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The first step was to lightly frost the top of the cupcakes to provide a base for the Oreo to sit, and for the pedals to have something to adhere to.

 

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There are two options for the Oreo. You can use a whole cookie which will make a tall sunflower with a fair amount of icing or you can split the cookie to make a shorter flower. I made some of each just for variety.

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A whole cookie from the side,

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And from the top view

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From here I just added some leaves in various spots to fill in the flower. I used the black gel icing to draw a line and spots on the red candies to create the bugs.

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It appears to be quite the infestation! The finished cupcakes will stay fresh in the fridge for up to five days, according to Sally’s recipe.

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These were really simple to make. Once you get the hang of the piping tip it goes quite fast. Perfect for a fall dessert table, especially for the kids. I have a feeling Sally’s next challenge may have something to do with pumpkin! Cant wait 🙂

Sally’s Baking Addiction, August Challenge: The Checkerboard Cake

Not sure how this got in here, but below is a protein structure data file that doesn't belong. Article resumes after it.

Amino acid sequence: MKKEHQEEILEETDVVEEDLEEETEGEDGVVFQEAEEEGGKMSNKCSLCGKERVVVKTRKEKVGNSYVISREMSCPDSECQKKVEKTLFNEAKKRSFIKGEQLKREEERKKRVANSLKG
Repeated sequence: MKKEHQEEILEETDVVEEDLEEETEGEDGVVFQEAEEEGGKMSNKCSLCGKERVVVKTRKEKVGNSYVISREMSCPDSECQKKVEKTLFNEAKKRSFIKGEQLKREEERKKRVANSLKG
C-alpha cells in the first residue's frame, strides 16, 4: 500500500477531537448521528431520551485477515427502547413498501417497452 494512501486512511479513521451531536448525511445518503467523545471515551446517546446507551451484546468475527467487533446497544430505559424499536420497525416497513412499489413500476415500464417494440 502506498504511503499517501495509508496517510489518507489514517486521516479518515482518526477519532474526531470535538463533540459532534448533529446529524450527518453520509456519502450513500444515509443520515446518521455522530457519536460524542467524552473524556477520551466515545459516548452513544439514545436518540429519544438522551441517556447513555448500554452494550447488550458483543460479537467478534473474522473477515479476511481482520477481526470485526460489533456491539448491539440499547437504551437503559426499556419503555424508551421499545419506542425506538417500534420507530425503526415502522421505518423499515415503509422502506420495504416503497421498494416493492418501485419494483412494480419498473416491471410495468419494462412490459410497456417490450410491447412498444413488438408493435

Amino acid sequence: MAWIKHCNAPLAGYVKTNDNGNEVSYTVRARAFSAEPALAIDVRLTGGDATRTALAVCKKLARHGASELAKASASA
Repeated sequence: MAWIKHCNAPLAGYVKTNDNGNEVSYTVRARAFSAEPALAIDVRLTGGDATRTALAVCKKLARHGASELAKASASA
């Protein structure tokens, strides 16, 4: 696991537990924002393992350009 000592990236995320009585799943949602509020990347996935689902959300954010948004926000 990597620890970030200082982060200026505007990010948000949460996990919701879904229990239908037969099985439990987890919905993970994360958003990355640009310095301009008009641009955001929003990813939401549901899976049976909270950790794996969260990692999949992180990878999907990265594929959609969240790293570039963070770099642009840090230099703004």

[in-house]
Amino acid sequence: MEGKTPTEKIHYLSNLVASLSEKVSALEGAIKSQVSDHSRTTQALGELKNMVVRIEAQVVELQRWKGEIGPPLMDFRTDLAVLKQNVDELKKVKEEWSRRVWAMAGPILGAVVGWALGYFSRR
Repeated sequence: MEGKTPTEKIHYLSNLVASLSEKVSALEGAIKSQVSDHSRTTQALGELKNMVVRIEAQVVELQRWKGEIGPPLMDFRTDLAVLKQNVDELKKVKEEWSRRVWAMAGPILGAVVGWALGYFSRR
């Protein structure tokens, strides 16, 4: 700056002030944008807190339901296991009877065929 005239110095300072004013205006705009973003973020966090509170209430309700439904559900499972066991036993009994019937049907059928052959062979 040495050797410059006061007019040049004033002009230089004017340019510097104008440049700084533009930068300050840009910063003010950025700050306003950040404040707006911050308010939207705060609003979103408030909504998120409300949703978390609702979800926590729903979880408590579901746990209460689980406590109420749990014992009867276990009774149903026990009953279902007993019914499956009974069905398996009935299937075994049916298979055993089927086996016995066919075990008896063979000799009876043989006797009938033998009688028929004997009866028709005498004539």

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The Seahawks won last week!! Probably because I made this checkerboard cake in their honor, because it’s all about me right? Well, maybe their success is not so much about me, but I did enjoy making this cake from Sally’s Baking Addiction Monthly Challenge. I barely got it finished in time as we have been traveling so much and did not return until August 29th. That left me two, jet lagged days, to complete the challenge before month’s end. I finished baking, photographing and tasting then posted to her Facebook at 2pm on August 31st. I think I was the last one done, fortunately, this project was easy enough for a sleep deprived zombie to bake!

Sally has wonderful recipes for both the vanilla cake and frosting, and a step-by-step video to successfully pull this together. Click on the link above for all the details. Since I missed the first 3 preseason football games this year, I decided to use Seahawk colors for the batter and icing. The first step was to make Sally’s vanilla cake batter, which was very straightforward, and divide into two equal portions. Yes, I used my scale for this! ~26 oz. (1 lb.  10 oz.) of batter into two bowls.

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This part was a little tricky. Matching the neon green was simple as I had that gel color on hand, but dark blue was tougher. I used sky blue and a little black to get the “Seahawk blue” I desired.

 

I still wasn’t sure how the colors would translate after baking, but this was how they looked at this point. Each color had to be split into two 9 inch baking pans, for a total of 4 layers. Yes, I used my scale and ~13 oz. went into each pan. Even with a scale it is hard to get it just right, but I poured the batter as best I could into the greased and floured pans. These baked at 350°F for 25 minutes. Once they were cooled completely, I wrapped them in plastic and stored them in the refrigerator overnight, which for me was from 6pm to 3am (jet lag, remember).